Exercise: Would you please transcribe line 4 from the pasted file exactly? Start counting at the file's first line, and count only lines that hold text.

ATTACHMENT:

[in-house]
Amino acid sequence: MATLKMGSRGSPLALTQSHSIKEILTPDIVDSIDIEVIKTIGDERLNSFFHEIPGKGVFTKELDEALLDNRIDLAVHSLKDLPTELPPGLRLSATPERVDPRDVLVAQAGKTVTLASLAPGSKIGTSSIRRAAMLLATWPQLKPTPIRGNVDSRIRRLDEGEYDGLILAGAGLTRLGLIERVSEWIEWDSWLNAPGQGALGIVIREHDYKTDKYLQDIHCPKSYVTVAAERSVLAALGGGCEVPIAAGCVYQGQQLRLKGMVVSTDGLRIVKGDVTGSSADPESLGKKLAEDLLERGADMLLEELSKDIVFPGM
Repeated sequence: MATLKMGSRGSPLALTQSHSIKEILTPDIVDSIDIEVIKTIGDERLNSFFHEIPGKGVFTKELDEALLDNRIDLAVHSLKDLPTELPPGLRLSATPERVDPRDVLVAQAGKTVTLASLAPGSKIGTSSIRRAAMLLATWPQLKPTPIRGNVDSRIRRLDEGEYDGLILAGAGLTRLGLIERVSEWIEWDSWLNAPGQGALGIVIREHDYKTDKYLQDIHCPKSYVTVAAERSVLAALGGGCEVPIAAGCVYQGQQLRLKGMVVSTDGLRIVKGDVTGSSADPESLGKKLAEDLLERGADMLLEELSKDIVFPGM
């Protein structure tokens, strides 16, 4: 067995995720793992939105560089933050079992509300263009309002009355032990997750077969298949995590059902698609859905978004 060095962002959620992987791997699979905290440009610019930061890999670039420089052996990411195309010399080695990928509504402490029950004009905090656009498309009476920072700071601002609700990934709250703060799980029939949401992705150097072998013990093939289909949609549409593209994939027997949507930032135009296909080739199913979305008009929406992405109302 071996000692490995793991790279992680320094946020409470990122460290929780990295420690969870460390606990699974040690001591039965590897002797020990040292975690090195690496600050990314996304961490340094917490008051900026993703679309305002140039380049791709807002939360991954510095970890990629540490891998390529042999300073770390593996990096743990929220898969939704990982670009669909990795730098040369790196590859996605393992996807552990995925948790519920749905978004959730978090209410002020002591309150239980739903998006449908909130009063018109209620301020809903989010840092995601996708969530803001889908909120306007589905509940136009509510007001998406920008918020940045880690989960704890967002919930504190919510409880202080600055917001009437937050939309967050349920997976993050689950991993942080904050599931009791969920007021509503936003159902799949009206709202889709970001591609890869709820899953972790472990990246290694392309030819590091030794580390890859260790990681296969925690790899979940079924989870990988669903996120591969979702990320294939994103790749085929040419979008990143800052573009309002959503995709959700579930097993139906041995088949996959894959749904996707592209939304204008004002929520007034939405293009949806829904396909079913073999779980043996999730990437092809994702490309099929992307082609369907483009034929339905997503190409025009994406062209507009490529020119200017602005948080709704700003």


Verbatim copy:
């Protein structure tokens, strides 16, 4: 067995995720793992939105560089933050079992509300263009309002009355032990997750077969298949995590059902698609859905978004 060095962002959620992987791997699979905290440009610019930061890999670039420089052996990411195309010399080695990928509504402490029950004009905090656009498309009476920072700071601002609700990934709250703060799980029939949401992705150097072998013990093939289909949609549409593209994939027997949507930032135009296909080739199913979305008009929406992405109302 071996000692490995793991790279992680320094946020409470990122460290929780990295420690969870460390606990699974040690001591039965590897002797020990040292975690090195690496600050990314996304961490340094917490008051900026993703679309305002140039380049791709807002939360991954510095970890990629540490891998390529042999300073770390593996990096743990929220898969939704990982670009669909990795730098040369790196590859996605393992996807552990995925948790519920749905978004959730978090209410002020002591309150239980739903998006449908909130009063018109209620301020809903989010840092995601996708969530803001889908909120306007589905509940136009509510007001998406920008918020940045880690989960704890967002919930504190919510409880202080600055917001009437937050939309967050349920997976993050689950991993942080904050599931009791969920007021509503936003159902799949009206709202889709970001591609890869709820899953972790472990990246290694392309030819590091030794580390890859260790990681296969925690790899979940079924989870990988669903996120591969979702990320294939994103790749085929040419979008990143800052573009309002959503995709959700579930097993139906041995088949996959894959749904996707592209939304204008004002929520007034939405293009949806829904396909079913073999779980043996999730990437092809994702490309099929992307082609369907483009034929339905997503190409025009994406062209507009490529020119200017602005948080709704700003």